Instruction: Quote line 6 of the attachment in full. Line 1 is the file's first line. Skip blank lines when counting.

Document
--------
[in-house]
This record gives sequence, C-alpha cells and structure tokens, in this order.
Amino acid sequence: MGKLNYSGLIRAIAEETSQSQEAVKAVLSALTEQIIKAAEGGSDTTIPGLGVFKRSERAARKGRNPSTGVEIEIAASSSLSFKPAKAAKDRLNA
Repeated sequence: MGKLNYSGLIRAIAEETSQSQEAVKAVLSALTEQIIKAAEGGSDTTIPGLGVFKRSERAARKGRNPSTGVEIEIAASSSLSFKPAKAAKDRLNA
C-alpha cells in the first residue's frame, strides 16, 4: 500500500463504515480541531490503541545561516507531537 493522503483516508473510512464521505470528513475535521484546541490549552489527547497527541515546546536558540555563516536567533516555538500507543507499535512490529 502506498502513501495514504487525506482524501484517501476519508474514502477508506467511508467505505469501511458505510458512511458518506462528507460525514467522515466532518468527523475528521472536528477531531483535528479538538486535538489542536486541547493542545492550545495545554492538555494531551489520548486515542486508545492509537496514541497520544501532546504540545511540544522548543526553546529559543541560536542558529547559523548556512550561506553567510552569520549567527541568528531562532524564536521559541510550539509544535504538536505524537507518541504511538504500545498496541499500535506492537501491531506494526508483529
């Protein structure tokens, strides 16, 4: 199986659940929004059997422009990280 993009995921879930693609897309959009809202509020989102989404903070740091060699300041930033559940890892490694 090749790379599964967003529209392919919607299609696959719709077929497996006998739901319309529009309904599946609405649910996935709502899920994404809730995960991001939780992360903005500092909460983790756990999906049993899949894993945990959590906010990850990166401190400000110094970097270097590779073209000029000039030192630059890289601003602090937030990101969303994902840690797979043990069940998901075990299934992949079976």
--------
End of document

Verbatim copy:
């Protein structure tokens, strides 16, 4: 199986659940929004059997422009990280 993009995921879930693609897309959009809202509020989102989404903070740091060699300041930033559940890892490694 090749790379599964967003529209392919919607299609696959719709077929497996006998739901319309529009309904599946609405649910996935709502899920994404809730995960991001939780992360903005500092909460983790756990999906049993899949894993945990959590906010990850990166401190400000110094970097270097590779073209000029000039030192630059890289601003602090937030990101969303994902840690797979043990069940998901075990299934992949079976």